May 15, 2021 - 9:00 pm
The waning days of the 2021 legislative session are upon us, and last week brought a handful of interesting developments in Carson City. Some of the highlights:
■ On Thursday, the Nevada Supreme Court called out legislative Democrats for illegally passing two tax hikes last session in blatant disregared for the state constitution. In a unanimous ruling, the justices held that extending a levy scheduled to sunset or expire does indeed require two-thirds support in both legislative houses, as the plain language of the Gibbons Tax Restraint Initiative — passed twice by voters in the 1990s — demands.
In 2019, Democrats — lacking a supermajority in the Senate by a lone vote — simply ignored the two-thirds provision rather than make the compromises necessary to gain GOP support for bills that nixed a decline in the payroll tax and extended a DMV service charge. The proposals passed the upper chamber by a simple majority.
The ruling means the state must rebate about $107 million in taxes collected thanks to the majority party’s chicanery — and likely won’t have the increased revenue going forward. Tough. Senate Majority Leader Nicole Cannizzaro and her colleagues knew exactly what they were doing when they acted in defiance of the constitution. They should pay a larger price for their disdain of the law than just bad publicity, as should lawyers at the Legislative Counsel Bureau, which authored the made-to-order opinion that provided Democrats cover for their cynical scheme.
■ Also on Thursday, a bill to repeal the death penalty went up in flames, failing to get a hearing in the Senate after passing the Assembly. Progressives were up in arms complaining they had been betrayed by Gov. Steve Sisolak and the Democratic leadership in the Senate. But what did they expect? Ms. Cannizzaro moonlights as a Clark County prosecutor and had little interest in pushing the measure. Gov. Sisolak wasn’t about to sign the bill anyway and thus hand “tough-on-crime” Republicans an issue heading into his 2022 re-election bid.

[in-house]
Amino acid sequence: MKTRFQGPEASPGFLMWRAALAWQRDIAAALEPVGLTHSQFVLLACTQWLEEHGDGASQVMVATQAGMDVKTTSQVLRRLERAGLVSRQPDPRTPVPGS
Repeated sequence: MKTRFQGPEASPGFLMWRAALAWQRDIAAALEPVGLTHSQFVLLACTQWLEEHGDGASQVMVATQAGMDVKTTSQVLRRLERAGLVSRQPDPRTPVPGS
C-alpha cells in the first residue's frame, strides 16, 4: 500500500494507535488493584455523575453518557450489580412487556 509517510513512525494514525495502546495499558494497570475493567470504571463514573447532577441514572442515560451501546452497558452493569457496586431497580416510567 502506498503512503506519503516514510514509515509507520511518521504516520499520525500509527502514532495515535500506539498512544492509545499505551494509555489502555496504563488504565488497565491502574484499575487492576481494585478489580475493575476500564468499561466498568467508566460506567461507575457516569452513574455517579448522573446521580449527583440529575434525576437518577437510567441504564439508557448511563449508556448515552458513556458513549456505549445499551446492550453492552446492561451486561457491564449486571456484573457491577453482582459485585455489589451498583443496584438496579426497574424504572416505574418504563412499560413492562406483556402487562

On the bright side for anti-death penalty advocates, it would be no surprise if a lame-duck Gov. Sisolak reversed course were voters to award him a second term. And given that Nevada hasn’t executed anyone for 15 years — and that it’s not unusual for appeals to drag on for three decades or longer — the state effectively has no death penalty regardless of what lawmakers do or don’t do.
■ As is typical for the end of legislative session, unfortunately, a couple of major bills have materialized late in the game. On Friday, state Sen. Chris Brooks, D-Las Vegas, unveiled a dense and complicated proposal designed to arm-twist regulators into approving more green energy transmission capability while pushing more state involvement in EV charging stations and ramping up clean-energy subsidies. Meanwhile, liberal Democrats have revived a “public option” health care bill that would create a state-run program for the uninsured.
Putting aside the merits of these proposals, each envisions a major reform that has the potential to disrupt the health care or energy market. As such, the two bills deserve serious debate and scrutiny, which, history proves, won’t happen as lawmakers rush to meet deadlines and pass bills en masse during the hugger-mugger of the endgame. Supporters of these measures should have ensured they were ready for introduction in February, not as June neared. At the very least, both bills should be tabled until 2023.